But I am happy to say that in recent decades Catholics and Lutherans worldwide have reached agreements to draw them closer together in the Christian faith.  They are not letting the Reformation with all the good that it did be a barrier to closer ecumenical relationships.  Thank God for that.  I recall some twenty years ago that when my wife and I, and several other Lutheran clergy and their wives attended a Catholic mass in Birmingham, Alabama for the celebration of that parishes’ tenth anniversary, the priest in that parish communed us – communed Lutherans.

Now that was a first.  We Lutherans were welcomed at God’s table of grace.  We were welcomed to communed.  We were welcomed to receive the real presence of Christ for forgiveness, life, and salvation.  We felt one with Christ in that sacrament that day and one with all the other Catholic worshippers who were also celebrating the anniversary of their ten year old parish.  (Thank you, Father Frank Muscolino for welcoming us that day in the mass!)

Baptism Unites Us

Listen carefully to what St. Paul wrote in Galatians chapter 3 about what unites us as fellow Christians:  For as many of you as were baptized into Christ have put on Christ.  There is neither Jew nor Greek, there is neither slave nor free, there is no male or female, for you are all one on Christ Jesus.”  (vs. 27-28)

In Holy Baptism we are clothed with Christ.  We put on Christ so to speak.  We are covered from head to toe with the love of Christ.  And putting on Christ in baptism unites us with brothers and sisters in Christ so that the classifications and barriers to unity which easily divide us are dissolved, broken, done away with.  We can look each other in the eye with genuine Christian love and know that we are all members of the body of Christ, each with spiritual gifts, each loved and forgiven, each renewed and refreshed by the Spirit, and each sent out into the world as witnesses to the crucified and risen Jesus Christ.  Now if that isn’t unity, I don’t know what is.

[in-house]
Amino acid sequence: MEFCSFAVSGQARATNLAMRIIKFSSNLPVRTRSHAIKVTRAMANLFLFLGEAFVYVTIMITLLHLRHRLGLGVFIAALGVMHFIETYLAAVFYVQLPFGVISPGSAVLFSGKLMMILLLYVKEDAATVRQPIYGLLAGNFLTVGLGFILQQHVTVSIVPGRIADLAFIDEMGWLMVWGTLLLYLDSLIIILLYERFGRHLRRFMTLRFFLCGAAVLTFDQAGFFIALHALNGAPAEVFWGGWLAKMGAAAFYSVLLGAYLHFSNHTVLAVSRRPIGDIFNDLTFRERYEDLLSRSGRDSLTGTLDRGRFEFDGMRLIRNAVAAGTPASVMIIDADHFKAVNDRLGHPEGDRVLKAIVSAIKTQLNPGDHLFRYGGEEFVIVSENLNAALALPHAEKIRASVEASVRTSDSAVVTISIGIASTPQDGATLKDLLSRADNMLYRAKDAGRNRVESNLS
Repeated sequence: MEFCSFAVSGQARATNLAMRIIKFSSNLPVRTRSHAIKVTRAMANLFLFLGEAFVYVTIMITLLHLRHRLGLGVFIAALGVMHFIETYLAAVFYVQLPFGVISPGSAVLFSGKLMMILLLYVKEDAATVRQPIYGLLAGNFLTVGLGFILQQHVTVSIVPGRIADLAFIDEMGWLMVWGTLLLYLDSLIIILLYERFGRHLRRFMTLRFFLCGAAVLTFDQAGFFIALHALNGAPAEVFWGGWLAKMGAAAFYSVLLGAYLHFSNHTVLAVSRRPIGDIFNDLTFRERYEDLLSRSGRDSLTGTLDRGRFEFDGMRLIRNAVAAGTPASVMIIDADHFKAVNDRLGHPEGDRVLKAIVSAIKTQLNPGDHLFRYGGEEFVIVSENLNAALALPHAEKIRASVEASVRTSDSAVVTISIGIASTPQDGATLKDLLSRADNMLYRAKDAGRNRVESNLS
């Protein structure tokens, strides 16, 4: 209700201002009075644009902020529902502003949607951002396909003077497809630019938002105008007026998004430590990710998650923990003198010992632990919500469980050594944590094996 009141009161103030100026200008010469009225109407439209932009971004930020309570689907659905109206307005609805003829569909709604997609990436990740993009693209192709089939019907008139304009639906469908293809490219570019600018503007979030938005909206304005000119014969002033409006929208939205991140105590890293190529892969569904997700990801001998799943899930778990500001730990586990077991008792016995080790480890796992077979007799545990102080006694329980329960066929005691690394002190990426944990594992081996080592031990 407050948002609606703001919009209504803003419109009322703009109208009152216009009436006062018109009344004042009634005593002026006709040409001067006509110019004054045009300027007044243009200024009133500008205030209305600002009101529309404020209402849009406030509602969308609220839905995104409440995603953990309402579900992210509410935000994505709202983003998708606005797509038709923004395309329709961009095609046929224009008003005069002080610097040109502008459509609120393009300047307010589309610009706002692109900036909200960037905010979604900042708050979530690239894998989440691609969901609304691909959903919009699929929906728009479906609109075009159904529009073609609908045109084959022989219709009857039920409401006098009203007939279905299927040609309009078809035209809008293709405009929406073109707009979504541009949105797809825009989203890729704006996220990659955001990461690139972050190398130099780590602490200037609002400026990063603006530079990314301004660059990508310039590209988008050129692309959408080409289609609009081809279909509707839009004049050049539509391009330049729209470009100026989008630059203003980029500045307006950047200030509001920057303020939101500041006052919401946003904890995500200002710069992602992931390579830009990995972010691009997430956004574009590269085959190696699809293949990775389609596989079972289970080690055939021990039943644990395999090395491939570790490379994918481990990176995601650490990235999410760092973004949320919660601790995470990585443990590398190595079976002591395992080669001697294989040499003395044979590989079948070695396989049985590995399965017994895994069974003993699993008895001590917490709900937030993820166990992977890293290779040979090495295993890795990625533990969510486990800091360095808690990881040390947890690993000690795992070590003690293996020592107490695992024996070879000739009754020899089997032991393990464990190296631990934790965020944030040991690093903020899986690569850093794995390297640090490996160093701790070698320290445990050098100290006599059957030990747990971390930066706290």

No longer do we let politics divide us.  No longer do we let race divide us.  No longer do we let region divide us.   No longer do we let denomination divide us.  Putting on Christ in baptism frees us to look beyond conventional thinking and hold onto a real unity in the one, holy, catholic, and apostolic Church by virtue of our Lord Jesus Christ.

But Even More

St. Paul’s theological logic takes one more step.  He wrote, “And if you are Christ’s, then you are Abraham’s offspring, heirs according to the promise.”  (v. 29)  So what is this all about?  Are we really one with Abraham (and Sarah) of long ago Hebrew fame?  Can we as baptized Christians be considered in Abraham’s family?  St. Paul’s believed so.  He believed so because God chose Abraham to be the earthly father of God’s first-chosen people, Israel.  And since we Christians (Gentiles) have been grafted into God’s family by virtue of Jesus and his suffering, death, and resurrection for us and all people including the Jews, we are forever connected to Abraham (and Sarah).  We are Abraham’s (and Sarah’s) offspring.  We are “heirs” of the promise of eternal life through the Messiah, Jesus Christ our Lord.

Grace, Unity, and Heirs

We inherit grace and abundant life from God.  The grace of God that was given as a gift  to that ninety year old couple, Abraham and Sara; that grace given to Moses and the Israelites in the wilderness; that grace given to the prophets and Israelites in Babylonian bondage; that grace given to the Jews who suffered under Hellenization for centuries before Christ was born; is the same kind of grace given to us from the Lord Jesus Christ as the Holy Spirit daily forgives our sins and raises us up to new life and hope.

As heirs connected with Abraham and Sarah of long ago, we are united with Christ and God’s chosen people of every time and place.

Thanks be to God!

Amen.